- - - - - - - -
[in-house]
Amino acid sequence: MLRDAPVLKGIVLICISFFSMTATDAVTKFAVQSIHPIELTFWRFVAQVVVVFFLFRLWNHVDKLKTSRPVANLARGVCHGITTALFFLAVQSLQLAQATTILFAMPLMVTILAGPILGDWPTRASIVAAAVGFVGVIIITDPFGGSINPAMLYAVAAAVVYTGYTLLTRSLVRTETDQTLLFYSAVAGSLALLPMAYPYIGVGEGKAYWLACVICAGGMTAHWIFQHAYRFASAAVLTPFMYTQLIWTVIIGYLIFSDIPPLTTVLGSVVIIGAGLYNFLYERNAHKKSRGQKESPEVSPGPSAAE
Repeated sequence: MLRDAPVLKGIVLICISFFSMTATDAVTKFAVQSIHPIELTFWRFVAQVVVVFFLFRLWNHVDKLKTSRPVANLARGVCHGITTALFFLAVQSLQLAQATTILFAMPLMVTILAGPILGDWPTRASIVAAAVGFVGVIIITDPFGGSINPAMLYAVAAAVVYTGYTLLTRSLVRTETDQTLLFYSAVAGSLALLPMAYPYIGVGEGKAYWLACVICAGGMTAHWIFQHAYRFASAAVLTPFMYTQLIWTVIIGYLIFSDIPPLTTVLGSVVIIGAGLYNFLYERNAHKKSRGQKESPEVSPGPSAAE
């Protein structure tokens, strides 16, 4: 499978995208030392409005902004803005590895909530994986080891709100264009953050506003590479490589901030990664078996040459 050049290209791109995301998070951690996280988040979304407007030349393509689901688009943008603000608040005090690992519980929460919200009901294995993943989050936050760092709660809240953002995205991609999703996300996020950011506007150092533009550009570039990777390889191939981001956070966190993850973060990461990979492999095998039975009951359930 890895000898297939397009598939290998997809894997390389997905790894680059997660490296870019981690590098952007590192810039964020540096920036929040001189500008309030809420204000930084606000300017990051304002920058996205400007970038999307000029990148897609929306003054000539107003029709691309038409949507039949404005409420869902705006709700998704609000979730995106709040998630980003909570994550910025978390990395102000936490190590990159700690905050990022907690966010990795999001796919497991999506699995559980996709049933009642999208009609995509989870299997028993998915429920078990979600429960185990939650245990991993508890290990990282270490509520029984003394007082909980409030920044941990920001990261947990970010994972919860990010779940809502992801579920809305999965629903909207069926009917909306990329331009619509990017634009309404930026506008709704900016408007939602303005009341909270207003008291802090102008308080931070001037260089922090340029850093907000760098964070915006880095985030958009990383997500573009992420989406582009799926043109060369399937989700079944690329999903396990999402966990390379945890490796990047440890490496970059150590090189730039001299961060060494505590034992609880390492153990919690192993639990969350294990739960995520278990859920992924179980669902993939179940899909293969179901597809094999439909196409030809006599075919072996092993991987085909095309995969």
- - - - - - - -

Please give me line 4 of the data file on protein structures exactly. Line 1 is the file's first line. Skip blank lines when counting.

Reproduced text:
């Protein structure tokens, strides 16, 4: 499978995208030392409005902004803005590895909530994986080891709100264009953050506003590479490589901030990664078996040459 050049290209791109995301998070951690996280988040979304407007030349393509689901688009943008603000608040005090690992519980929460919200009901294995993943989050936050760092709660809240953002995205991609999703996300996020950011506007150092533009550009570039990777390889191939981001956070966190993850973060990461990979492999095998039975009951359930 890895000898297939397009598939290998997809894997390389997905790894680059997660490296870019981690590098952007590192810039964020540096920036929040001189500008309030809420204000930084606000300017990051304002920058996205400007970038999307000029990148897609929306003054000539107003029709691309038409949507039949404005409420869902705006709700998704609000979730995106709040998630980003909570994550910025978390990395102000936490190590990159700690905050990022907690966010990795999001796919497991999506699995559980996709049933009642999208009609995509989870299997028993998915429920078990979600429960185990939650245990991993508890290990990282270490509520029984003394007082909980409030920044941990920001990261947990970010994972919860990010779940809502992801579920809305999965629903909207069926009917909306990329331009619509990017634009309404930026506008709704900016408007939602303005009341909270207003008291802090102008308080931070001037260089922090340029850093907000760098964070915006880095985030958009990383997500573009992420989406582009799926043109060369399937989700079944690329999903396990999402966990390379945890490796990047440890490496970059150590090189730039001299961060060494505590034992609880390492153990919690192993639990969350294990739960995520278990859920992924179980669902993939179940899909293969179901597809094999439909196409030809006599075919072996092993991987085909095309995969």